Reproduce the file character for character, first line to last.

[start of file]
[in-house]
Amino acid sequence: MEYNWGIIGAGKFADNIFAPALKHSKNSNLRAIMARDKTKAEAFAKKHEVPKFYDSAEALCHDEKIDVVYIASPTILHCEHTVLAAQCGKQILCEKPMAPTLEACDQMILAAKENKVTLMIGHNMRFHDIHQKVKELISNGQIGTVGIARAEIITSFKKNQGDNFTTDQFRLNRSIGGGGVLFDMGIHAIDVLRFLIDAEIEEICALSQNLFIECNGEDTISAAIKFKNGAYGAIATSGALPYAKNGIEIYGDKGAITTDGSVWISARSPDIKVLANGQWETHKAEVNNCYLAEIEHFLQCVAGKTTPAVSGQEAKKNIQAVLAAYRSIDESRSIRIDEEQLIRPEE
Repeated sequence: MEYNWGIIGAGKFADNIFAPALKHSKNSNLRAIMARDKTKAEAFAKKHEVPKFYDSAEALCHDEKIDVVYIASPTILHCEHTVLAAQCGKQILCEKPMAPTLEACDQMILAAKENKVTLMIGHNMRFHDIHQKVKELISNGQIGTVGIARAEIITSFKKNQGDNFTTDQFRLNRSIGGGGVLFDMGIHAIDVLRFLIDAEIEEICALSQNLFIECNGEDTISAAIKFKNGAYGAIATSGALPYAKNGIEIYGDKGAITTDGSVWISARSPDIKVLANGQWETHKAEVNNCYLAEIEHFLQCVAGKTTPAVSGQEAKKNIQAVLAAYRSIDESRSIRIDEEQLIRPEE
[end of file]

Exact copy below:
[in-house]
Amino acid sequence: MEYNWGIIGAGKFADNIFAPALKHSKNSNLRAIMARDKTKAEAFAKKHEVPKFYDSAEALCHDEKIDVVYIASPTILHCEHTVLAAQCGKQILCEKPMAPTLEACDQMILAAKENKVTLMIGHNMRFHDIHQKVKELISNGQIGTVGIARAEIITSFKKNQGDNFTTDQFRLNRSIGGGGVLFDMGIHAIDVLRFLIDAEIEEICALSQNLFIECNGEDTISAAIKFKNGAYGAIATSGALPYAKNGIEIYGDKGAITTDGSVWISARSPDIKVLANGQWETHKAEVNNCYLAEIEHFLQCVAGKTTPAVSGQEAKKNIQAVLAAYRSIDESRSIRIDEEQLIRPEE
Repeated sequence: MEYNWGIIGAGKFADNIFAPALKHSKNSNLRAIMARDKTKAEAFAKKHEVPKFYDSAEALCHDEKIDVVYIASPTILHCEHTVLAAQCGKQILCEKPMAPTLEACDQMILAAKENKVTLMIGHNMRFHDIHQKVKELISNGQIGTVGIARAEIITSFKKNQGDNFTTDQFRLNRSIGGGGVLFDMGIHAIDVLRFLIDAEIEEICALSQNLFIECNGEDTISAAIKFKNGAYGAIATSGALPYAKNGIEIYGDKGAITTDGSVWISARSPDIKVLANGQWETHKAEVNNCYLAEIEHFLQCVAGKTTPAVSGQEAKKNIQAVLAAYRSIDESRSIRIDEEQLIRPEE